Afghan Gov’t Says USAID Education Data was Falsified

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Recent statistics from the U.S. Agency for International Development (USAID) may prove that achievement touted by the US Government to rebuild schools in Afghanistan using taxpayer dollars could have been inflated.

School enrollment statistics provided by USAID show an increase from 900,000 in 2002 to 8 million in 2013.  However, those figures were provided by the Afghan Ministry of Education, which could have made up the data.  Claims have been made by the new government under Ashraf Ghani that the Karzai administration lied about the number of schools in order to gain additional funding.

“The Ministers reported that there are no active schools in insecure parts of the country, and that former officials doctored statistics, embezzled money, and interfered with university entrance exams,” Inspector General John F. Sopko, the Special Inspector General for Afghanistan Reconstruction (SIGAR), wrote. “These allegations suggest that U.S. and other donors may have paid for schools that students do not attend and for the salaries of teachers who do not teach.”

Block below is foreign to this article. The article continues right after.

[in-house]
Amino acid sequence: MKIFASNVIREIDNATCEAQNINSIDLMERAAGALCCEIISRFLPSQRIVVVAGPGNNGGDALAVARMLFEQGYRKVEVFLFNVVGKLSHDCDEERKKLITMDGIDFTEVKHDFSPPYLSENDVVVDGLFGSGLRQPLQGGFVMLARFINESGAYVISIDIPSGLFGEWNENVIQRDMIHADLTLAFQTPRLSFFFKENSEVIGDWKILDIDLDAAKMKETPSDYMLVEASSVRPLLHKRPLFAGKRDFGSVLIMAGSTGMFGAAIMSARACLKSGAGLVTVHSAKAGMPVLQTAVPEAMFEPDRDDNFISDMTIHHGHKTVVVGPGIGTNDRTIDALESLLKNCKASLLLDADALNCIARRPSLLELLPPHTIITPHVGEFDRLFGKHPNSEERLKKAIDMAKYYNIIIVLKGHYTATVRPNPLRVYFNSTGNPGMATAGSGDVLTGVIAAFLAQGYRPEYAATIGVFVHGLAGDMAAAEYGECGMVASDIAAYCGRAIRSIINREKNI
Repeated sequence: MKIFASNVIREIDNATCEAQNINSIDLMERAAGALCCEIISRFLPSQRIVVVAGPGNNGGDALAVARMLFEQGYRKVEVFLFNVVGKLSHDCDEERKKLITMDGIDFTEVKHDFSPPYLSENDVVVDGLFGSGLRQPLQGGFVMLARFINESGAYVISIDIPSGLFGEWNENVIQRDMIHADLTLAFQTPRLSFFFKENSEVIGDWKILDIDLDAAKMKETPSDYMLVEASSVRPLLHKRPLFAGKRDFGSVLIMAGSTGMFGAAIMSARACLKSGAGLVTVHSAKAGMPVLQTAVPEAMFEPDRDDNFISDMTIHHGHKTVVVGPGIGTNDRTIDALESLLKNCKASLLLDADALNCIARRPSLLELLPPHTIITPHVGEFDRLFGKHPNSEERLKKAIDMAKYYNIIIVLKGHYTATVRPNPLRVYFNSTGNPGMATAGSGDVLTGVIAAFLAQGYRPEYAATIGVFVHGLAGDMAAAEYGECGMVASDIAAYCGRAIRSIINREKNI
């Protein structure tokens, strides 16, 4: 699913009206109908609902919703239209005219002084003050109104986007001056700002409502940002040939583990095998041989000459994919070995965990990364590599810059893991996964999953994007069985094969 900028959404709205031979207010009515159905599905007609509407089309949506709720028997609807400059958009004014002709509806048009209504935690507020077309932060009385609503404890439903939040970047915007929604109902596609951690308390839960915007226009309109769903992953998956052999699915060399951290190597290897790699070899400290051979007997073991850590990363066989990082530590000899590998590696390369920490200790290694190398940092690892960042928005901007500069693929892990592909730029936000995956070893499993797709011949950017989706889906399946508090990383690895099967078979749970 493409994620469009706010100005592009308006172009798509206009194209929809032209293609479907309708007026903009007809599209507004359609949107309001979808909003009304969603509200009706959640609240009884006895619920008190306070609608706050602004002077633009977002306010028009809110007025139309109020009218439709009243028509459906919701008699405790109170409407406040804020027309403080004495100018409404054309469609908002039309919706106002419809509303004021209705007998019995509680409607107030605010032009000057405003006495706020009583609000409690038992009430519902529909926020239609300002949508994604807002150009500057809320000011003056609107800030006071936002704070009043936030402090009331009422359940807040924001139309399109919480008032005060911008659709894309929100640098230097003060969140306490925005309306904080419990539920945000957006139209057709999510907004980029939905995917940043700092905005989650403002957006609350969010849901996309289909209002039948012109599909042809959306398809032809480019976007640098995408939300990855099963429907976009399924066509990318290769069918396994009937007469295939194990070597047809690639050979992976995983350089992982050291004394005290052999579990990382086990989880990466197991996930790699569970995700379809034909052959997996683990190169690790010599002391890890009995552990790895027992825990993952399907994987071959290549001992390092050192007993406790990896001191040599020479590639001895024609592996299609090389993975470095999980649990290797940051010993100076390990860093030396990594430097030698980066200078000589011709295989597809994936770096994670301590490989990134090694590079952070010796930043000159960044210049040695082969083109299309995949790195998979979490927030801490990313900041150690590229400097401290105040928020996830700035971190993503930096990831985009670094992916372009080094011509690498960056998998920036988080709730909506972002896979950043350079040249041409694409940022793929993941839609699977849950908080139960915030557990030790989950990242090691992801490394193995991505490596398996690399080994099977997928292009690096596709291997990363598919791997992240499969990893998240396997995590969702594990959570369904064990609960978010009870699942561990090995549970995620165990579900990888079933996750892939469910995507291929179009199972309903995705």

Although Sopko did not go into detail concerning exactly how the figures were exaggerated, he did say that the Afghan education system regularly reports students as absent for three years before officially taking them off the enrollment list.  He went on to say that last year 1.55 million students were counted as “absent” in the country, reports Greg Myre for NPR.

“The [education] ministers reported that there are no active schools in insecure parts of the country, and that former officials doctored statistics, embezzled money, and interfered with university entrance exams,” Sopko wrote.

SIGAR claims that of the $100 billion spent on rebuilding Afghanistan, USAID has spent $769 million on educational support as of March 31, 2015.  In his letter, Sopko wondered how much money was put toward teachers, schools and administrators who do not exist, writes Colby Itkowitz for The Washington Post.

USAID has routinely used the education system in Afghanistan as proof of progress being made in the country.  However, Sopko contends that the US relies too heavily on Afghan officials for data, and instead needs to be able to confirm such figures independently.

Larry Sampler, USAID’s assistant administrator in the office of Afghanistan and Pakistan Affairs, said it is being looked into.

“USAID takes seriously any allegations of manipulated or falsified data,” Sampler said. “We have asked the Ministry of Education for more information regarding the Minister’s statement. Like all USAID projects in Afghanistan, USAID-implemented education projects adhere to the Agency’s strict practices for monitoring their performance and success.”